Between a few differ essay question from the file attached below, I chose the question “Discuss what is required to give closure. Analyze the ending of one of the films we have seen in this module carefully as part of your discussion.*”
and I chose “Black Swan”
Essay 2 guidelines
Your essay should be 3000 words in length (with a 10% leeway) and counts for 45% of your final grade. You must include a bibliography and the word count. References must be set out in accordance with academic conventions. Please consult the Student Handbook.
Essay questions (choose one):
1. What is the difference between a narrator and a focalizer? Discuss this through a careful analysis of Rashomon.
2. Using relevant academic literature, discuss in what sense fiction film can be said always to have a narrator. *
3. Discuss what is required to give closure. Analyse the ending of one of the films we have seen in this module carefully as part of your discussion.*
4. David Bordwell claims that art cinema foregrounds the author. Explore how art film does this through a discussion of Happiness, or another film we have seen in this module that you would argue is, or borrows from, art cinema.*
5. Does any of the films we have seen on this module have an unreliable narrator? Choose one film and discuss through careful analysis of the narration, and making use of Seymour Chatman’s exploration of unreliable narration.*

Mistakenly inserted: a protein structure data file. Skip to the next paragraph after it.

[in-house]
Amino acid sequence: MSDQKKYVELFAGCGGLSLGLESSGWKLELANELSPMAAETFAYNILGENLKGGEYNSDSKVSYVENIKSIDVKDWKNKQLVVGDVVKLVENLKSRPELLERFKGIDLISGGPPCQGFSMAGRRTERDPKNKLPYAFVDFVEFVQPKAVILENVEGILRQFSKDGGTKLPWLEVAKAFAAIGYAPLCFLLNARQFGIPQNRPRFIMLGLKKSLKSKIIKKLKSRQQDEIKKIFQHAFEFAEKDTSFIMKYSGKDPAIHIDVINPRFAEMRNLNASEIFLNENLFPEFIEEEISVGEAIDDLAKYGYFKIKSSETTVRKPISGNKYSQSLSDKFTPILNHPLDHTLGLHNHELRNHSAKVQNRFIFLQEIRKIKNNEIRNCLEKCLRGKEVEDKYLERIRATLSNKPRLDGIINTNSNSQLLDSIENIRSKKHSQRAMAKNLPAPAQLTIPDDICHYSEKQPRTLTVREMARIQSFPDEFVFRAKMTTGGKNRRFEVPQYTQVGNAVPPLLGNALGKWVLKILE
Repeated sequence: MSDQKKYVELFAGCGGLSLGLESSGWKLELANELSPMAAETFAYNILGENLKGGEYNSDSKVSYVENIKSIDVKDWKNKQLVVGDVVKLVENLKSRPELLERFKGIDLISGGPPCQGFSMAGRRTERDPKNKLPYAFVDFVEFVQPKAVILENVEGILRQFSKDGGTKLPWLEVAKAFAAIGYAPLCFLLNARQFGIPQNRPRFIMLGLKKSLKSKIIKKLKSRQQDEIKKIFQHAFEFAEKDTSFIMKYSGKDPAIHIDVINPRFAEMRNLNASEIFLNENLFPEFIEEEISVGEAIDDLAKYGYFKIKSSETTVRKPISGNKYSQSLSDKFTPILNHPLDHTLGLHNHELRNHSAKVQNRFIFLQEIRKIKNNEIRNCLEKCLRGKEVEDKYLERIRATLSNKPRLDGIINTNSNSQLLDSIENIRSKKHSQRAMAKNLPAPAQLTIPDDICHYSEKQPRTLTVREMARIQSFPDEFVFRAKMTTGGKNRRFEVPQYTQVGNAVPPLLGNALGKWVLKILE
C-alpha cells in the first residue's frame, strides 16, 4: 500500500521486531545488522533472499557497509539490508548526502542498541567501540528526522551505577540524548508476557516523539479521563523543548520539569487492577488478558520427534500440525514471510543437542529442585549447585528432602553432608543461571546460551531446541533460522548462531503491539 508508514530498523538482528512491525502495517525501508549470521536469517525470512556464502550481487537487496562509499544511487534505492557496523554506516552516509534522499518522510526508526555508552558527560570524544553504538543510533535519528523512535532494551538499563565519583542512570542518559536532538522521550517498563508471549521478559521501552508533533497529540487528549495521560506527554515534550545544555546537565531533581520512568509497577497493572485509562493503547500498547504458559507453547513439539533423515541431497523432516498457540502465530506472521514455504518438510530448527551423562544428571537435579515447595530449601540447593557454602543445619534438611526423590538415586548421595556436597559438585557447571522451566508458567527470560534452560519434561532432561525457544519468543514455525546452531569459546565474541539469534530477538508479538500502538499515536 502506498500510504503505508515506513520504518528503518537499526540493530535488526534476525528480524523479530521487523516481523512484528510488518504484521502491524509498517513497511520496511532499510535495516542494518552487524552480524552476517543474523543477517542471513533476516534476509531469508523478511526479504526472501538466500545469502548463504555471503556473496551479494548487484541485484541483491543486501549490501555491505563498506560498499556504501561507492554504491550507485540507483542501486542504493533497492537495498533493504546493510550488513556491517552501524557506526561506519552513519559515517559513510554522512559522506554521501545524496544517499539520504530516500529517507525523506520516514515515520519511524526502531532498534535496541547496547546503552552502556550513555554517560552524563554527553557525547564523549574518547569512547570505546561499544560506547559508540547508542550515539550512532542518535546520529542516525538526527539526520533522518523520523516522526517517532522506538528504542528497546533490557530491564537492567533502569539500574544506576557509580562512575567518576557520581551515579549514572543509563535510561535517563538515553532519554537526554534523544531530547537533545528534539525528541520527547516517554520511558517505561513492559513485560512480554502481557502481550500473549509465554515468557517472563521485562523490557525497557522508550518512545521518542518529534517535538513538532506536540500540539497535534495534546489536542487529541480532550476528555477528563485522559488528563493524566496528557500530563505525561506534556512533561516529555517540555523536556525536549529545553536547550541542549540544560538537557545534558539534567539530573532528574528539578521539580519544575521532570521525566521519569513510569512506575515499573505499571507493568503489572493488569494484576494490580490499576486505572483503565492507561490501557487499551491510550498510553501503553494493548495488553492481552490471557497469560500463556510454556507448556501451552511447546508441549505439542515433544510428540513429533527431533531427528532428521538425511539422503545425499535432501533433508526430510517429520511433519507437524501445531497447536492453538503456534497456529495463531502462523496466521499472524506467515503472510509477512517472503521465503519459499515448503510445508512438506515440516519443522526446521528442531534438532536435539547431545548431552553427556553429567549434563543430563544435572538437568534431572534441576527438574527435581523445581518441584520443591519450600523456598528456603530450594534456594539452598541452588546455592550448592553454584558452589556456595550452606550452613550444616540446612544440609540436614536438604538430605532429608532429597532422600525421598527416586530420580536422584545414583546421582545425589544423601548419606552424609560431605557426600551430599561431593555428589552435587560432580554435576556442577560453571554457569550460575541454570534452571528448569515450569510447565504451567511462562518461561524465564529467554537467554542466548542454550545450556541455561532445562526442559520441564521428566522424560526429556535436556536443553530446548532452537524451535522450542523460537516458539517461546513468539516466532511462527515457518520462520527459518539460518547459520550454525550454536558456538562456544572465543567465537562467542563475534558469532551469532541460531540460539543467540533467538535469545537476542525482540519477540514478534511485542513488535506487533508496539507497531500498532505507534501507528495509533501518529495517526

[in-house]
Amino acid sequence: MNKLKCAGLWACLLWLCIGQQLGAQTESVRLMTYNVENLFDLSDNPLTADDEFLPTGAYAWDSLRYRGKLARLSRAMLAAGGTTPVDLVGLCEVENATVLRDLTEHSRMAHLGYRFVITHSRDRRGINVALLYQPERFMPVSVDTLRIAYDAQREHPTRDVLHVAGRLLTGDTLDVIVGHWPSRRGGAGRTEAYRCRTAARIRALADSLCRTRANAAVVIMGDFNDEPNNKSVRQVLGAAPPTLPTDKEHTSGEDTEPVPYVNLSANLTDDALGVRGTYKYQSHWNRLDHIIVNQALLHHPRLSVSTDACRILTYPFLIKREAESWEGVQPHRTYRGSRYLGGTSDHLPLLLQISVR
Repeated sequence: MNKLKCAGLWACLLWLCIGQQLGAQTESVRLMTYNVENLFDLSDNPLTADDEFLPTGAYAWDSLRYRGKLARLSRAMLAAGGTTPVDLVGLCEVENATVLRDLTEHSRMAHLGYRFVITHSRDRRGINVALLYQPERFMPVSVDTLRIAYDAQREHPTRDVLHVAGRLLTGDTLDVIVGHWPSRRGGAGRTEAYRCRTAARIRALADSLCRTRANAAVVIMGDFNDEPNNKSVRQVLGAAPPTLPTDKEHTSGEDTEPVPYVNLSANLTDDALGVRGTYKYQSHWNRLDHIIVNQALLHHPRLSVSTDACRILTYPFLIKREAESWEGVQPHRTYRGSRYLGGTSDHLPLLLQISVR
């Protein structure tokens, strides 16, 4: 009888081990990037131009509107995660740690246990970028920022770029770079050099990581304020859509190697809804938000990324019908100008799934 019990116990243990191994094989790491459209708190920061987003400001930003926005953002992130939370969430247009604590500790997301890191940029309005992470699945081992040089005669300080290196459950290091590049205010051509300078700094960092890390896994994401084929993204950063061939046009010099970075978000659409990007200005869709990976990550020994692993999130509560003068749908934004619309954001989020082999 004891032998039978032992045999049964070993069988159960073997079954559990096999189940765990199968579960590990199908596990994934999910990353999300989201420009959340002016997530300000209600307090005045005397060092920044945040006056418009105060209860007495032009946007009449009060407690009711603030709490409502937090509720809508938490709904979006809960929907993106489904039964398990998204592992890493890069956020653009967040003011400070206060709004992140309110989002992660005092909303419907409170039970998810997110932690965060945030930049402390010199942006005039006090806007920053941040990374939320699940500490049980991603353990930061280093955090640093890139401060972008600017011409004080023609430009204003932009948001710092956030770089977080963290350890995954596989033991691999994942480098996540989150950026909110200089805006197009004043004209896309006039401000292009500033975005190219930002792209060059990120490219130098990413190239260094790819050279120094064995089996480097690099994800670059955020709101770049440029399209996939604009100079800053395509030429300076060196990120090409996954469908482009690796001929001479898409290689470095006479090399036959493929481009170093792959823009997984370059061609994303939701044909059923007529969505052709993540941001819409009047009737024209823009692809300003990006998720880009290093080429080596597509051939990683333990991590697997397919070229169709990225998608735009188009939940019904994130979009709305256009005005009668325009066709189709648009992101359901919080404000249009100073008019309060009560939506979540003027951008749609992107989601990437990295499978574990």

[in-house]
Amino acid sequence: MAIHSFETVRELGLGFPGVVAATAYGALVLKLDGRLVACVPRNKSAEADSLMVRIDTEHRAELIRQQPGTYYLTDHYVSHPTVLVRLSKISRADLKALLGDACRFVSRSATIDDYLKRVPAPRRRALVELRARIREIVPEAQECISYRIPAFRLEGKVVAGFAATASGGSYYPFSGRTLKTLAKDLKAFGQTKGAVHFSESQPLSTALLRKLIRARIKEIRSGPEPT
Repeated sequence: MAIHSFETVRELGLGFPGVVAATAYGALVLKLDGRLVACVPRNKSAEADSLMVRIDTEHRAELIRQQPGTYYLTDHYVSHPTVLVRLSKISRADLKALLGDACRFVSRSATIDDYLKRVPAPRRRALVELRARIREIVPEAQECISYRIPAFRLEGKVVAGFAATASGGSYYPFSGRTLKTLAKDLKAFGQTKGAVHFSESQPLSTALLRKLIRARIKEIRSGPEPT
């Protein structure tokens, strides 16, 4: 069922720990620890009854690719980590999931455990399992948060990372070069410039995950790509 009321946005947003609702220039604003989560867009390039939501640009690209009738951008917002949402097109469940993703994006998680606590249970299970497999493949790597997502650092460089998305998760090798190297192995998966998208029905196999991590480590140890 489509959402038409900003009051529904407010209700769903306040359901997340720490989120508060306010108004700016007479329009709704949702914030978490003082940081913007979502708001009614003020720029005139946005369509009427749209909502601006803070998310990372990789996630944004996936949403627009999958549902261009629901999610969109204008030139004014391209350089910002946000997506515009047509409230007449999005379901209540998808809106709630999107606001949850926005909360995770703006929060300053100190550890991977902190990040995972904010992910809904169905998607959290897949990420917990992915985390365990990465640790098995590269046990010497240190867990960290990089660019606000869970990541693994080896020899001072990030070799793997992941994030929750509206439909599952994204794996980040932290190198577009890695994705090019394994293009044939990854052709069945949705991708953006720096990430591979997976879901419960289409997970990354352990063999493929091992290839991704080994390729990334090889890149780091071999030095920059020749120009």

* You must choose a film we’ve seen in this module (including the required and recommended films to watch at home). If you choose a film from before the independent study week, it cannot be the film you wrote your first essay about.
Monday January 14th at noon
Please submit your work through Turnitin BEFORE the deadline
Please remember to complete the School of Arts Assignment Cover Sheet –
If you are unable to submit your work prior to the deadline please refer to the Student Handbook or the Current Student pages on the School of Arts website http://www.kent.ac.uk/arts/studentpages/index.html. A mark of 0% will be awarded for late or non-submission of work.
Work submitted through Turnitin is matched against a database of previously submitted work from every institution which subscribes to Turnitin, (including international institutions); current and archived internet pages and databases of journals and periodicals. Each instance of matching is then examined individually by the seminar leader for full and correct referencing. If the seminar leader suspects that a piece of work has been plagiarised it will be sent to the School of Arts Senior Tutor for consideration. Suspected plagiarism is dealt with in accordance with Annex 10 of the University’s Credit Framework